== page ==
Scams to avoid when visiting Rome

As one of the world’s most beautiful and intriguing cities, Rome consistently attracts millions of tourists every year.

But with such a large number of visitors to the city each month, there are always some business owners, hawkers and petty criminals keen to exploit foreigners’ naivety for financial gain.

While most people and businesses are honest and welcoming to tourists, there are a few scams to look out for during your stay in the Eternal City.

Tourist-only restaurants

Easily identifiable by their red-and-white checked tablecloths and plates of plastic food lingering next to the English-only menus, these restaurants purely target tourists and should be avoided.

Most of these restaurants, with some exceptions of course, are located tantalisingly close to Rome’s major sites – the Colosseum, the Spanish Steps, the Vatican, the Trevi Fountain and other famous areas of interest.

While walking down the street, you will hear the restaurant before you see it, as the waiting staff will be lining the streets, trying to usher you inside. 

Any restaurant worth their salt in Rome will be far too busy to waste time convincing you to eat there. In fact, you will probably either have to book a table in advance or wait patiently outside until a coveted spot becomes free.

Due to their splendid locations in the shadows of Rome’s hotspots, the owners of these restaurants pay sky-high rent. This is, of course, reflected in the quality of the food. After all, who can afford sky-high rent and top quality ingredients at the same time? This often results in poor quality fare disguised as authentic Roman classic dishes like carbonara and amatriciana. No Italian would be caught dead eating at one of these tacky establishments. Do a little research and explore the backstreets to uncover some hidden culinary gems.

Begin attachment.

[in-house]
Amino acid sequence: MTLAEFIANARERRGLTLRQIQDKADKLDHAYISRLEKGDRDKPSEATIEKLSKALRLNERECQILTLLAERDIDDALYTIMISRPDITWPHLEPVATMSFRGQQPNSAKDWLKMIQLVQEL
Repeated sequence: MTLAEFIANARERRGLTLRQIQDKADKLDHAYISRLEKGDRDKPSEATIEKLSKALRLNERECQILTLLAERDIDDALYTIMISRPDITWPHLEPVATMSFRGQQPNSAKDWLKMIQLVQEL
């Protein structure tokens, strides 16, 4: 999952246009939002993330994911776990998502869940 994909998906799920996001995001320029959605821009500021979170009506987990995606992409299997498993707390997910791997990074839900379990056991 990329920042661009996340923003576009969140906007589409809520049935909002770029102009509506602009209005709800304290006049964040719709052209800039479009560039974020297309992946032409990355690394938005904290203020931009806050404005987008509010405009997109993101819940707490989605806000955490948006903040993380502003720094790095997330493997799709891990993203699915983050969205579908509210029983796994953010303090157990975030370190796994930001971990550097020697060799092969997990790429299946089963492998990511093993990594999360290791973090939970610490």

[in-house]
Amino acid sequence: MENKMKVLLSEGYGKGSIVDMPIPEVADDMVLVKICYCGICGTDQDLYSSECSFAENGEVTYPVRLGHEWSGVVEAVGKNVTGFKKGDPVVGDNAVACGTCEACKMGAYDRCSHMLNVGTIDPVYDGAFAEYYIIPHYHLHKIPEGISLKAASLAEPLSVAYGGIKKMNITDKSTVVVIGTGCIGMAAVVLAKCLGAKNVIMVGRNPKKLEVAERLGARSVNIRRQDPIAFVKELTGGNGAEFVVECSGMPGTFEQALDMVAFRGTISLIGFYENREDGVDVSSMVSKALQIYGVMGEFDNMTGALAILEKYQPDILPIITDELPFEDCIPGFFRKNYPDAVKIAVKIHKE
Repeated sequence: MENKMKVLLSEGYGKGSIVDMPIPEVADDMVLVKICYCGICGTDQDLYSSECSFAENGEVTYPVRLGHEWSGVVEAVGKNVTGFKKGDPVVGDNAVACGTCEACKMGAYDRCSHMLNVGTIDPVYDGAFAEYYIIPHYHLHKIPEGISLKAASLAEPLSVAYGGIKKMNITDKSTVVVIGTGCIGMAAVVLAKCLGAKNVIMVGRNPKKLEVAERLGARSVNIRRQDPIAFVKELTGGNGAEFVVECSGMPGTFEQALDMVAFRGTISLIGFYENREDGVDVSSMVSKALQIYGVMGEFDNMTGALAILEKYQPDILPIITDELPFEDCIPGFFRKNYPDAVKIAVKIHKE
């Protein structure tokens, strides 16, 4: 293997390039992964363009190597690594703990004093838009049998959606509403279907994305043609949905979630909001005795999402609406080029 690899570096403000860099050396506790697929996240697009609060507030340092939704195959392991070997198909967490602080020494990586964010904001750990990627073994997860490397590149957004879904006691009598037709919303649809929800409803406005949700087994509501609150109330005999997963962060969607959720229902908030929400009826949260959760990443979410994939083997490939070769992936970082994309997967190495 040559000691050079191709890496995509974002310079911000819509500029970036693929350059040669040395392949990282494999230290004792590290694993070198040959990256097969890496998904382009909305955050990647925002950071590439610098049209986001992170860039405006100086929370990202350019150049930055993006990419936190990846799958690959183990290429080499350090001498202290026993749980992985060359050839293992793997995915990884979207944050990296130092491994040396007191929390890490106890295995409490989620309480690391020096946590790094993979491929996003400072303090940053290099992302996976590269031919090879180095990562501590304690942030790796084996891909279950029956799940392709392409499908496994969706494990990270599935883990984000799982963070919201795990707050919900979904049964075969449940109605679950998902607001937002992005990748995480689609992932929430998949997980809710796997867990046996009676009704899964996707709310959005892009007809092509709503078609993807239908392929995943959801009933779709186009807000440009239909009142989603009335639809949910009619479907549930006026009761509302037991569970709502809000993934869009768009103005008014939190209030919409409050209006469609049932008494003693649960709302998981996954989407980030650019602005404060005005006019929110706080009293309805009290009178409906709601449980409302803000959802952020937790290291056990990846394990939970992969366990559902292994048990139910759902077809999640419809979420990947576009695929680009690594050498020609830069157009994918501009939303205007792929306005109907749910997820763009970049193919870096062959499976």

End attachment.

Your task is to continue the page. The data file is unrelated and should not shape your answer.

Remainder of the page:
Like the tourist-only restaurants, these kiosks are usually found near major tourist sites.

On very hot days exploring the city, they can seem like an oasis in the desert, offering bottled water, fruit, snacks and iced drinks to thirsty travellers.

But these kiosks can charge extortionate prices – even asking as much as five euros for a small bottle of water in some cases, which should cost between 50 cents to one euro.

Again, all the menus will be in English only – the absence of Italian being a sure sign of a scam.

‘Gifts’ on the street

If a hawker spots you and identifies you as a tourist, soon enough he or she will be winging their way towards you to shake your hand, make small talk, then offer you a gift of a bracelet, necklace or small ornament.

Do not accept these ‘gifts’ – once you have taken them you will be pestered to make a donation or buy more goods, or the seller might even become increasingly hostile towards you. This is a standard trick on the streets to guilt you into parting with your cash for a piece of junk you don’t want.

The same applies to the hordes of flower-sellers pushing bunches of roses in your face on the street or sometimes even inside bars and restaurants.

Just ignore their persistence, give a firm ‘no’ and walk away.


Like any major city, Rome has its fair share of pickpockets on the streets and riding public transport, particularly at Termini station.

A common trick is for small groups, often teenage girls, to barge into you while getting on or off a bus, train or metro, before another grabs your belongings and scarpers. 

Just keep your eyes peeled, your valuables locked in a safe if possible, your bags closed and close and your wallet carefully concealed.


Italy is famous for its delicious gelato. But sadly, not all ice-cream is created equal. 

In fact, some outlets do not produce traditional gelato at all – it is made with a synthetic powder mix.

The best way to tell real gelato from fake is to look at the colours, quantities and flavours on display.

If you see neon green pistachio instead of a more brownish hue of green, avoid.

And if the gelateria boasts flavours like bubblegum and raspberry ripple, in huge whipped heaps in aluminium trays, these are best dodged in favour of a smaller outlet serving quality artisanal produce.

by Catherine Evans



Wanted in Rome
Wanted in Rome
Wanted in Rome is a monthly magazine in English for expatriates in Rome established in 1985. The magazine covers Rome news stories that may be of interest to English and Italian speaking residents, and tourists as well. The publication also offers classifieds, photos, information on events, museums, churches, galleries, exhibits, fashion, food, and local travel.
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